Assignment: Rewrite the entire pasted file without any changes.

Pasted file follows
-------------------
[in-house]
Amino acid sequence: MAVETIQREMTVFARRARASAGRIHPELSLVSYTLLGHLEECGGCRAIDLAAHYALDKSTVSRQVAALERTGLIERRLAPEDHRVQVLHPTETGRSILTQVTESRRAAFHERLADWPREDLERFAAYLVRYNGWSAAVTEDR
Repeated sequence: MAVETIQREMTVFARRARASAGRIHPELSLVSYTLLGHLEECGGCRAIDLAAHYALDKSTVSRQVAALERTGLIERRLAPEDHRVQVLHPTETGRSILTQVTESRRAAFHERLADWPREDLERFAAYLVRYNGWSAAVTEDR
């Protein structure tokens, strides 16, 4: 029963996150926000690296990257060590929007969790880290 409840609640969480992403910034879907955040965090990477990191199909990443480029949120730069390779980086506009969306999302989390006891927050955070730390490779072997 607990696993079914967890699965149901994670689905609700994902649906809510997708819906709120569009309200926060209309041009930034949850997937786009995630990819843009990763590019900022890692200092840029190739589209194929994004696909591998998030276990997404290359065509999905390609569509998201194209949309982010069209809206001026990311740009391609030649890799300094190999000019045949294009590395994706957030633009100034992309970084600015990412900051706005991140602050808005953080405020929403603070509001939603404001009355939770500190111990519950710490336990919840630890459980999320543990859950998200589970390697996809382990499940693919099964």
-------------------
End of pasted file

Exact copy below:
[in-house]
Amino acid sequence: MAVETIQREMTVFARRARASAGRIHPELSLVSYTLLGHLEECGGCRAIDLAAHYALDKSTVSRQVAALERTGLIERRLAPEDHRVQVLHPTETGRSILTQVTESRRAAFHERLADWPREDLERFAAYLVRYNGWSAAVTEDR
Repeated sequence: MAVETIQREMTVFARRARASAGRIHPELSLVSYTLLGHLEECGGCRAIDLAAHYALDKSTVSRQVAALERTGLIERRLAPEDHRVQVLHPTETGRSILTQVTESRRAAFHERLADWPREDLERFAAYLVRYNGWSAAVTEDR
């Protein structure tokens, strides 16, 4: 029963996150926000690296990257060590929007969790880290 409840609640969480992403910034879907955040965090990477990191199909990443480029949120730069390779980086506009969306999302989390006891927050955070730390490779072997 607990696993079914967890699965149901994670689905609700994902649906809510997708819906709120569009309200926060209309041009930034949850997937786009995630990819843009990763590019900022890692200092840029190739589209194929994004696909591998998030276990997404290359065509999905390609569509998201194209949309982010069209809206001026990311740009391609030649890799300094190999000019045949294009590395994706957030633009100034992309970084600015990412900051706005991140602050808005953080405020929403603070509001939603404001009355939770500190111990519950710490336990919840630890459980999320543990859950998200589970390697996809382990499940693919099964």